Magazine article Online

The Australasian Journals Issue

Magazine article Online

The Australasian Journals Issue

Article excerpt

[ILLUSTRATION OMITTED]

IN the last issue of ONLINE (July/August 2009), we published a brief news item ("Elsevier Fakes Medical Journals") about Elsevier's publishing several journals that mimicked scholarly medical journals but were underwritten by drug companies. Here's what we said:

   Elsevier has admitted publishing, as part of its Excerpta
   Medica imprint, six medical journals made
   to look as if they were independent, scholarly,
   peer-reviewed publications, when actually they
   were sponsored by drug companies. The first to
   come to light was the Australasian Journal of Bone
   and Joint Medicine, published from 2000 to 2005,
   sponsored by Merck Sharp & Dohme Australia. The
   other titles were the Australasian Journal of General
   Practice, Australasian Journal of Neurology,
   Australasian Journal of Cardiology, Australasian
   Journal of Clinical Pharmacy, and Australasian
   Journal of Cardiovascular Medicine. Michael
   Hansen, CEO of Elsevier's Health Science Division,
   called the practice "unacceptable" and said the
   company was "conducting an internal review." Articles
   in the journals were reprinted or summarized
   from other peer-reviewed Elsevier journals.
   However, the selection of articles biased the journals'
   coverage toward the sponsoring companies
   and no disclosure of sponsorship appeared in the
   journals (www.elsevier.com).

More information has now surfaced. It wasn't six journals; it was nine. The additional titles are Australasian Journal of Hospital Medicine, Australasian Journal of Clinical Practice, and Australasian Journal of Musculosketal Medicine. In a press release dated June 4, 2009 (http://tinyurl.com/nxl2fp), Elsevier said it also found an additional 13 journal titles beginning with Australasian Journal of that had been registered to obtain an ISSN but were never published. The release also stated, "Single issues were typically distributed to between 2,000 and 10,000 general practitioners (GP) in Australia, and the company is aware of one issue that went to 20,000 (the estimated total number of GPs in Australia)."

LIBRARY HOLDINGS

Of the nine published titles, only six found their way into library collections. According to OCLC's WorldCat (www .worldcat.org), here is the tally, in alphabetical order by title:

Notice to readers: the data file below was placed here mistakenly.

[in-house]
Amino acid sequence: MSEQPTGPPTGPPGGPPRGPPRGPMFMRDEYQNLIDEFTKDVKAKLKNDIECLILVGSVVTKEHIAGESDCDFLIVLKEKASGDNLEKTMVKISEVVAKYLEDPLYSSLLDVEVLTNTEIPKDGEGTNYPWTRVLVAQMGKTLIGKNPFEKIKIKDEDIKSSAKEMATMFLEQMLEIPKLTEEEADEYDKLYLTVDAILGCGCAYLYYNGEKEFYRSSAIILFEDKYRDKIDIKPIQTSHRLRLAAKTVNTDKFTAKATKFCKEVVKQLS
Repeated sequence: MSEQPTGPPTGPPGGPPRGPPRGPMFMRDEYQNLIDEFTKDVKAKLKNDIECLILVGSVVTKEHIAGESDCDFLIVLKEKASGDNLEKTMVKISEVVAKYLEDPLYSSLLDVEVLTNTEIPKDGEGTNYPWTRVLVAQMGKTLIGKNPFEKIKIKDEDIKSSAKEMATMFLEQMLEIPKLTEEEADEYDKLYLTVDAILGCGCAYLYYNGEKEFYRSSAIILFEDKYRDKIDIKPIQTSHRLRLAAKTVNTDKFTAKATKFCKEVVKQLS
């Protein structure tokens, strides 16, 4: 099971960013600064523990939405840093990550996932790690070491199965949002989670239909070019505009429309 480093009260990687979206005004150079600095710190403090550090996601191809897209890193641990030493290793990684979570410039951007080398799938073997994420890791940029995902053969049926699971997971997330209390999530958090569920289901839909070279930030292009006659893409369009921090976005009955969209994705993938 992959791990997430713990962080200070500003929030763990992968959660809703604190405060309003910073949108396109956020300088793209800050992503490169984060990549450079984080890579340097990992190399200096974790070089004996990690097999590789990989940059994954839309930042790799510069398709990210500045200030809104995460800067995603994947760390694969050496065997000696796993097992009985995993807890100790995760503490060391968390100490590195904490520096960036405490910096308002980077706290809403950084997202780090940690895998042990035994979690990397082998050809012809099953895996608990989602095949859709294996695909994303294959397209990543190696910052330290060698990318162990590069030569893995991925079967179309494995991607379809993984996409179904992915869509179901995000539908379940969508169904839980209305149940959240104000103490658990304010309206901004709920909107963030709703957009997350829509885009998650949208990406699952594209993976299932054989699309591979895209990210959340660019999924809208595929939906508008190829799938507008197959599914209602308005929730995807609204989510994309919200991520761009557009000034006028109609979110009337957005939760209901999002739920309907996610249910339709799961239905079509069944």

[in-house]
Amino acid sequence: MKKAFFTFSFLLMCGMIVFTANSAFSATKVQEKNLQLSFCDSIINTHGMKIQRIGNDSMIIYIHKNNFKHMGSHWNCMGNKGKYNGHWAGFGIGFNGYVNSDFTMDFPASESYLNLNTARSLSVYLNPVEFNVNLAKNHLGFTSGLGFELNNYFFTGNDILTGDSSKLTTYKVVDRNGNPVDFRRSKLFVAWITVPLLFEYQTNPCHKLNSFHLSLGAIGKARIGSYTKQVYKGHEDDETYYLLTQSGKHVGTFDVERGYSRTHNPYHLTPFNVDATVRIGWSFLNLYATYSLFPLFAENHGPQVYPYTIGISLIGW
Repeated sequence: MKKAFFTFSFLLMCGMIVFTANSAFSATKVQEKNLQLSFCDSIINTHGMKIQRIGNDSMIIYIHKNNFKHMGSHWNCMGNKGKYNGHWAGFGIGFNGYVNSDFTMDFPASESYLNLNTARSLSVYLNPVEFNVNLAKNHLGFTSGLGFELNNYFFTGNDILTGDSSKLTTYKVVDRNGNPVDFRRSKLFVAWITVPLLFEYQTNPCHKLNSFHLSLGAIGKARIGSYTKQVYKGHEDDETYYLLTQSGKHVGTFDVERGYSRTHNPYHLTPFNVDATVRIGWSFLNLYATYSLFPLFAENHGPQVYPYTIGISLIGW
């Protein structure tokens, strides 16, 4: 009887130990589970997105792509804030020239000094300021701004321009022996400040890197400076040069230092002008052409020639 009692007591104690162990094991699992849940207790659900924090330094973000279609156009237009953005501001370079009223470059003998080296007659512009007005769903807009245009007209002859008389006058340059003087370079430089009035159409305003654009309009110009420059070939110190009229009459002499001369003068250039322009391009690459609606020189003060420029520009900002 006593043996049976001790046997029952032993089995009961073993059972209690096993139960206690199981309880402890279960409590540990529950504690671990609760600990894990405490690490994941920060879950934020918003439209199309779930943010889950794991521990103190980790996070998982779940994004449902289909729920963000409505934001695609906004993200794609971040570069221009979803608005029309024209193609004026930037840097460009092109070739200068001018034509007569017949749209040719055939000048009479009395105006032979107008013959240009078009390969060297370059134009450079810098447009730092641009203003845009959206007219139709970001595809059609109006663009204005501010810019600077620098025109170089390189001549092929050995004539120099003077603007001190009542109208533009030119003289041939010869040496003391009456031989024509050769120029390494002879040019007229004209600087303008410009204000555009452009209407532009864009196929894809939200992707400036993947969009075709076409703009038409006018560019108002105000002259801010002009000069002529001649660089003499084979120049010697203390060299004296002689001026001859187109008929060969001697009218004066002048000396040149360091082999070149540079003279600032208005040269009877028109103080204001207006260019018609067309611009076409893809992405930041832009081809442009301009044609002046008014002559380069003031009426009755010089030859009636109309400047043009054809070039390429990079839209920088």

* Australasian Journal of Bone and Joint Medicine. One library holds this title: State Library of New South Wales

* Australasian Journal of Cardiology. Three libraries hold this title: Cairns Base Hospital Library (Queensland), National Library of Australia, Modbury Public Library (South Australia)

* Australasian Journal of Cardiovascular Medicine. One library holds this title: National Library of Australia

* Australasian Journal of General Practice. Six libraries hold this title: Cairns Base Hospital Library (Queensland), Lady Davidson Private Hospital (New South Wales), National Library of Australia, University of Queenland Library Herston Medical, Modbury Public Hospital (South Australia), and Queen Elizabeth Hospital & Health Library (South Australia)

* Australasian Journal of Hospital Medicine. One library holds this title: National Library of Australia

* Australasian Journal of Musculosketal Medicine. One library holds this title: State Library of New South Wales

Two issues of Australasian Journal of Bone and Joint Medicine are available in their entirety on The Scientist's website as PDFs (http://images.the-scientist.com/pdfs/ blogs/MSD0503540001.pdf and http://images.the-scien tist.com/pdfs/blogs/MSD0503540027.pdf). It was Bob Grant at The Scientist who broke the story and has been following up on it.

The issues contain a mixture of short "news" items, reprinted articles, unsigned reviews, case reports, and conference highlights. However, they are not unbiased; they are uniformly positive toward Merck's products with no dissenting views, as apparently are the other Elsevier Australasian journals for their sponsors (which Elsevier has not divulged). …

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